Another major difference between the God of the LDS Church and that of historical Christianity lies in the fact that the God of the Bible forgives completely. In Isaiah 43:25 we read, “I, even I, am He that blotteth out thy transgressions for Mine own sake, and will not remember thy sins.” In Jeremiah 31:34 it says God “will forgive their iniquity, and I will remember their sin no more.” Hebrews 8:12 states, “For I will be merciful to their unrighteousness, and their sins and their iniquities will I remember no more.” How comforting to know that the God of the Bible wills not to remember the believer’s past sins!

The God of Mormonism, however, must keep in remembrance past transgressions for D&C 82:7 warns, “And now, verily I say unto you, I, the Lord, will not lay any sin to your charge; go your ways and sin no more; but unto the soul who sinneth shall the former sins return, saith the Lord your God.” There is no possible way that these two beings can be the same.


There is probably no greater sin than to place your trust in a God whose attributes do not match those of the God of the Bible. The biblical term for such a sin is idolatry. The fact that Joseph Smith failed to represent the God of Abraham, Isaac, and Jacob proves that he was not a true prophet. God warned the children of Israel that if any arose and attempted to entice Israel to “go after other gods” he was to be put to death (Deuteronomy 13:1-3, 5). Do you think He takes this any less serious today? To insist on following the God of the Mormon Church will result in spiritual death, a painful separation from the Creator for all eternity. The stakes are too high to trust in any other. Our prayer for all Latter-day Saints is that they see how they have been deceived by Joseph Smith and the “prophets and apostles” who followed him and ultimately place their trust in the God who has been changing lives for centuries, the God of the Bible.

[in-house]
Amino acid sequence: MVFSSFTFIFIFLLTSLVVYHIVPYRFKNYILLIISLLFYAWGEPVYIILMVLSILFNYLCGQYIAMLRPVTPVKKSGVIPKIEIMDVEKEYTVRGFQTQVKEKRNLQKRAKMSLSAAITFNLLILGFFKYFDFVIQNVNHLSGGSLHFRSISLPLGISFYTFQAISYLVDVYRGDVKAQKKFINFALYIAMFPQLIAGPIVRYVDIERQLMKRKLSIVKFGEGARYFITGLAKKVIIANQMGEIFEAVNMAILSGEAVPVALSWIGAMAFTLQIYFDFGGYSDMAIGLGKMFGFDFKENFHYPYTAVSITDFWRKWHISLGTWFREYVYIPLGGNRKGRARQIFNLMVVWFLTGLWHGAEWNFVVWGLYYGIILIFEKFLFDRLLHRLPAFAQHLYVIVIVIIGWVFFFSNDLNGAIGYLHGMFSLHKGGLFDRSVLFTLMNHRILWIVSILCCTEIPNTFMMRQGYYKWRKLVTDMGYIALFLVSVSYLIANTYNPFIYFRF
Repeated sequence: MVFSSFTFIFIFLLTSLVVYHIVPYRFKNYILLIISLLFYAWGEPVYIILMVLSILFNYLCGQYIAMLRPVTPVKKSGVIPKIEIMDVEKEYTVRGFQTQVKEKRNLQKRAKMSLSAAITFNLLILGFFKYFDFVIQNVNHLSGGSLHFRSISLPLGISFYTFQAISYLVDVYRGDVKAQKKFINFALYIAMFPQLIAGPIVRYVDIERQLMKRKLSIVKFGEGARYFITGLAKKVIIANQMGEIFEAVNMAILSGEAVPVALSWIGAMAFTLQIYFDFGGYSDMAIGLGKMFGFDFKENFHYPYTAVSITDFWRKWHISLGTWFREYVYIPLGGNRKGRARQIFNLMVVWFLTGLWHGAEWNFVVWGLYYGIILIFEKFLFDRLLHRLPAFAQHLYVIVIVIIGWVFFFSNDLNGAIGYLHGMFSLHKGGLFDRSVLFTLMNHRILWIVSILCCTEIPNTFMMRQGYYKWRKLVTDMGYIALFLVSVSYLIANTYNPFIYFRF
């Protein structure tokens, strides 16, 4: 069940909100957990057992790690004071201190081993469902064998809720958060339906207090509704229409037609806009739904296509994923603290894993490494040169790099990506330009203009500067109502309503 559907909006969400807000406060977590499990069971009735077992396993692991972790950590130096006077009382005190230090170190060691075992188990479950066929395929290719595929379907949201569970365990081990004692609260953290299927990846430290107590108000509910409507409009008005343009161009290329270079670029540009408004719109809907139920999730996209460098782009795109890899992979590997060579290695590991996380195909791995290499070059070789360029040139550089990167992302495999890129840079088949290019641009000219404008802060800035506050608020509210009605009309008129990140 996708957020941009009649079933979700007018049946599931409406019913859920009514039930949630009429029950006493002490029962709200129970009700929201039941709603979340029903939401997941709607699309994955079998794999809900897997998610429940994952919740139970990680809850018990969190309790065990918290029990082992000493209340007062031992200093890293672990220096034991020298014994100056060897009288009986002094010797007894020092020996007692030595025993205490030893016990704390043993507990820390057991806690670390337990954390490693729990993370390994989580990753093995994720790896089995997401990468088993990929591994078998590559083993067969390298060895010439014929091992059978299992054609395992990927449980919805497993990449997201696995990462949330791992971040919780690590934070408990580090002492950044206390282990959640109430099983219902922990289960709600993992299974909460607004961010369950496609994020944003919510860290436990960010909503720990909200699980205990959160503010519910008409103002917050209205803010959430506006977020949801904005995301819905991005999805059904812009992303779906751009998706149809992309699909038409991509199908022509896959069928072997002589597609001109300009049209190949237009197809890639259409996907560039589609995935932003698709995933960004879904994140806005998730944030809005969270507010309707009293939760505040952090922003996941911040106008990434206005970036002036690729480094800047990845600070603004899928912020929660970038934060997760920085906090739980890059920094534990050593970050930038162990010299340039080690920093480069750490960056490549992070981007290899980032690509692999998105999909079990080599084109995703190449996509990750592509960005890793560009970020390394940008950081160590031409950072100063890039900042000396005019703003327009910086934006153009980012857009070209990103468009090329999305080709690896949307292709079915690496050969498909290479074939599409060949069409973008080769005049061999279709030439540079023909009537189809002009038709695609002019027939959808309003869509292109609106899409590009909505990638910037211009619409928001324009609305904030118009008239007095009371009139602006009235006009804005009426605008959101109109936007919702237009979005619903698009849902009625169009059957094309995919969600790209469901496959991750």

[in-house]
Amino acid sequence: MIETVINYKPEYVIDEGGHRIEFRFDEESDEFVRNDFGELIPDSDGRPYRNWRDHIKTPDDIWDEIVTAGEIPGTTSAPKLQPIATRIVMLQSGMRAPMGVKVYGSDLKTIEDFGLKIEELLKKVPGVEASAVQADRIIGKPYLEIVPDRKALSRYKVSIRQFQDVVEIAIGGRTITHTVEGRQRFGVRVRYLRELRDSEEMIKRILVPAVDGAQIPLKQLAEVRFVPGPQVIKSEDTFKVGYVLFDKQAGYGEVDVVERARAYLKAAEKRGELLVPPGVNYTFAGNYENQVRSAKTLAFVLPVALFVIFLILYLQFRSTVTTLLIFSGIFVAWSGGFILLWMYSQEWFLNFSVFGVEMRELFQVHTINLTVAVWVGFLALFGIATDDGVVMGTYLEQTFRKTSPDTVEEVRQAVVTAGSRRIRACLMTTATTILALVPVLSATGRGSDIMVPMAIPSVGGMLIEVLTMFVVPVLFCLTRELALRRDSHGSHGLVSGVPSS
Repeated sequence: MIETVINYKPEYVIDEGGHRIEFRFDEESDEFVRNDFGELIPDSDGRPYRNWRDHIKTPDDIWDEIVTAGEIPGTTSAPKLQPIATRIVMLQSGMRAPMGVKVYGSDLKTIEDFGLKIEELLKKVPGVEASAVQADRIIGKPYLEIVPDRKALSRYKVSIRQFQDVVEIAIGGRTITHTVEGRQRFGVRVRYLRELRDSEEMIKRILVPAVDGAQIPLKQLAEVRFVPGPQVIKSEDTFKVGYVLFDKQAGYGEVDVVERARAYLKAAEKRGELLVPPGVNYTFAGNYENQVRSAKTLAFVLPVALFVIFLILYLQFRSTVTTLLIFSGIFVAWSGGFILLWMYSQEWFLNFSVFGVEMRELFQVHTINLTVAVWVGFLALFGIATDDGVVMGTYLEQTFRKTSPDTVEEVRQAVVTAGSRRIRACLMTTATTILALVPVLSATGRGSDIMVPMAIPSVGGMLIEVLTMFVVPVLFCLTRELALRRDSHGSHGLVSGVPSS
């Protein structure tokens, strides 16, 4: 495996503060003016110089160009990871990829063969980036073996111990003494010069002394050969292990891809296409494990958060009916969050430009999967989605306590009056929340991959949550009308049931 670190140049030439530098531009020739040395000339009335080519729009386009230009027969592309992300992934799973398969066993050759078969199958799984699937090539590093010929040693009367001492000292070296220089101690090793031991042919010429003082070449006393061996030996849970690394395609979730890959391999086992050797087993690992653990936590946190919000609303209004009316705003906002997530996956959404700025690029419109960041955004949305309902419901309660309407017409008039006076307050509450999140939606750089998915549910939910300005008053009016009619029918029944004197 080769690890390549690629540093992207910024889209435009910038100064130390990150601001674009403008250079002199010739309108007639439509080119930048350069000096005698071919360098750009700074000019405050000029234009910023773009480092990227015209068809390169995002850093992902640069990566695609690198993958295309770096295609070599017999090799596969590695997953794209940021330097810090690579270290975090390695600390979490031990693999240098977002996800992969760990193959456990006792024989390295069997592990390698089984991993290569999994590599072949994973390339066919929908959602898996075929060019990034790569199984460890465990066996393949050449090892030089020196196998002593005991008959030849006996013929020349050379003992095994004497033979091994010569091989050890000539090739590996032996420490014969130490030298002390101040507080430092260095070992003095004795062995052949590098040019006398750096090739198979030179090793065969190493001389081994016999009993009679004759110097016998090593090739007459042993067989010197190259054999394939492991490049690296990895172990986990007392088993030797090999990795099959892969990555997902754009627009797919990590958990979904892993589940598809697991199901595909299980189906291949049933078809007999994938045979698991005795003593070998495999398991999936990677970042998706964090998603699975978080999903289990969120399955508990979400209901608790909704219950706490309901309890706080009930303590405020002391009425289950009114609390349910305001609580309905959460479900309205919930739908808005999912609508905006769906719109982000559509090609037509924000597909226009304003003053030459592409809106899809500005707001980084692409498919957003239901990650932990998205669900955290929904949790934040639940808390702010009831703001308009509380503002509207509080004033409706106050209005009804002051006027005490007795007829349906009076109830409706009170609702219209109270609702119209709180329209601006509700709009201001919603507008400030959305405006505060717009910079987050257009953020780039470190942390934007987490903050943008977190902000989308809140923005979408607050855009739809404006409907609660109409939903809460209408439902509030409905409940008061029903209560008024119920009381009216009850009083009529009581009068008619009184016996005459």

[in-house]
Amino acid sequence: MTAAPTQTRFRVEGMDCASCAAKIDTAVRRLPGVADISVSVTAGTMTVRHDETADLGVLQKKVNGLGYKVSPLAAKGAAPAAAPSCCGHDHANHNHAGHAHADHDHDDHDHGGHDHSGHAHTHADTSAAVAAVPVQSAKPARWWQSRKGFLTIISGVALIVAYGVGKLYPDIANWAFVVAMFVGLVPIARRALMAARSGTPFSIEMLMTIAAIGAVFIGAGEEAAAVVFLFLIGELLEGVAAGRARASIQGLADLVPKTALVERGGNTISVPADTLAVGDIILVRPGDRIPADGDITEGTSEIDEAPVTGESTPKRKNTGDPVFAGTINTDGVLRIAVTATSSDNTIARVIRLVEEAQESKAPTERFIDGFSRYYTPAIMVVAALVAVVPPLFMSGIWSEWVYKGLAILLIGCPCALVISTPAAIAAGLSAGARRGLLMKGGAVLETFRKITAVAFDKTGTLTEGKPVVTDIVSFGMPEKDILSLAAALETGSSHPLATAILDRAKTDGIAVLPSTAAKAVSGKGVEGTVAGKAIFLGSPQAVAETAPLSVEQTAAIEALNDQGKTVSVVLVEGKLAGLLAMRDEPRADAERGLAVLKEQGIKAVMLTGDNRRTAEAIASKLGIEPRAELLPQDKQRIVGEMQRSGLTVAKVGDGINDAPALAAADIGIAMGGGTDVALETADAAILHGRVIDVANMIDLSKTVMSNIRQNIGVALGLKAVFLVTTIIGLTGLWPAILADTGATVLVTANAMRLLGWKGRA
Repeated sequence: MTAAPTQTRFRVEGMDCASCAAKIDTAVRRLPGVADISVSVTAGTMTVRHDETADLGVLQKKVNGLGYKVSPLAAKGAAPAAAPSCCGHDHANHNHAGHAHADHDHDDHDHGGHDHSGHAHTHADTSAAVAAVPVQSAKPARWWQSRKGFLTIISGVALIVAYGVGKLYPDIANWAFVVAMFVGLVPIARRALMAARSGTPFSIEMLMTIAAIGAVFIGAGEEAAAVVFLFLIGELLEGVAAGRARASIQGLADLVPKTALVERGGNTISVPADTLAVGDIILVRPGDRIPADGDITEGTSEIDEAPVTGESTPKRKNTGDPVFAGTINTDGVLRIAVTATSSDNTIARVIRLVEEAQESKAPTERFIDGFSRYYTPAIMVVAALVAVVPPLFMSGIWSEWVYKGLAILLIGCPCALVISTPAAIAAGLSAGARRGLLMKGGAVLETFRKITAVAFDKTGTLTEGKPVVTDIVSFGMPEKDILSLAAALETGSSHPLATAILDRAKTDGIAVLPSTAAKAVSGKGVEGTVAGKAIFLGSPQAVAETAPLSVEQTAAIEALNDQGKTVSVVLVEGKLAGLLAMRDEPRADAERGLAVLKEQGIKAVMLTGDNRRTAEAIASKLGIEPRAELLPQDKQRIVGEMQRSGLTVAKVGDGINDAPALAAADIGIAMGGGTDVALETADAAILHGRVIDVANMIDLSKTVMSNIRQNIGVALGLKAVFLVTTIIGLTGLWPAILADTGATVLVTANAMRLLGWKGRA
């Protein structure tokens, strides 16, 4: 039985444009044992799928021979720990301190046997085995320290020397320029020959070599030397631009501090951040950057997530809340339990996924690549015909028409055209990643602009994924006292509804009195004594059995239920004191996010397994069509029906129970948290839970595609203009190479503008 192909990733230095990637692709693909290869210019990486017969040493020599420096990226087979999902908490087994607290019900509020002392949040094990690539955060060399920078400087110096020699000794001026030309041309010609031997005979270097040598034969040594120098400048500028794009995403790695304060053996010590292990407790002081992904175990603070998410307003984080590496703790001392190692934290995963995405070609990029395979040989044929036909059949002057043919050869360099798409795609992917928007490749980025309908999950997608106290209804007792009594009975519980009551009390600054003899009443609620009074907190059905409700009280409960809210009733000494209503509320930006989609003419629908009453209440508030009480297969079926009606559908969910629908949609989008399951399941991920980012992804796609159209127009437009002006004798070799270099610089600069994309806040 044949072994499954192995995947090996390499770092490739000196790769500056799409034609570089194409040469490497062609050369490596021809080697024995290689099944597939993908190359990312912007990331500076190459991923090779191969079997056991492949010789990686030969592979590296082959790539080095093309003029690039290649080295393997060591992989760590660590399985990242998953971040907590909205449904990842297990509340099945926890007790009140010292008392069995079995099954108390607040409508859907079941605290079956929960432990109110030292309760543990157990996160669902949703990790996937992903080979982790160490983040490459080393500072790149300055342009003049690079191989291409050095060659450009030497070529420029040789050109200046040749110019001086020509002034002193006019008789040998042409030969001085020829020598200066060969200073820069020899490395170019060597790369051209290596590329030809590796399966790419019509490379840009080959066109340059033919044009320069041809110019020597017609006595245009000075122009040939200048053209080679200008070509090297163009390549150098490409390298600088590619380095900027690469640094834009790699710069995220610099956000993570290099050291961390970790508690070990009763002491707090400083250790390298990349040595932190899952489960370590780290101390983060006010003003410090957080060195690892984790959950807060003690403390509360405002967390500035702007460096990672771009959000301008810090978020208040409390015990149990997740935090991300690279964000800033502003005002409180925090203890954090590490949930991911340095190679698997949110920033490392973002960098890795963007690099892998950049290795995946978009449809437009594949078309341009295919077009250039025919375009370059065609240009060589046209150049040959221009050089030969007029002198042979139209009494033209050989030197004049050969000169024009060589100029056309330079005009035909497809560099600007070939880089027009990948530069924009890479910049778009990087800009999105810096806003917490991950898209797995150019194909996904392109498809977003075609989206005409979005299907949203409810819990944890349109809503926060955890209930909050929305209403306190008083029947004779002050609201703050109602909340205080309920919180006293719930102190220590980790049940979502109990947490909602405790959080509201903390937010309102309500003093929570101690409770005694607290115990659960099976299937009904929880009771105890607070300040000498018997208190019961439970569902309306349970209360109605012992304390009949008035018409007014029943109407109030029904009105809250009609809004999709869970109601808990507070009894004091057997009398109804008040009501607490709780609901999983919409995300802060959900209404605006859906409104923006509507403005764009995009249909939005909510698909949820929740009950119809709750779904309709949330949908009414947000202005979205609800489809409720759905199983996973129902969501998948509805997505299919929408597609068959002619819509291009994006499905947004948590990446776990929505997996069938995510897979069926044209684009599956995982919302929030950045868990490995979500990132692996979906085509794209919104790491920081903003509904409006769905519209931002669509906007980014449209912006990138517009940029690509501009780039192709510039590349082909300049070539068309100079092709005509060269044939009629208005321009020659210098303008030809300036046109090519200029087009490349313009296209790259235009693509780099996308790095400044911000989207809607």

Listen to an August 2011 Viewpoint on Mormonism podcast on the Nature of God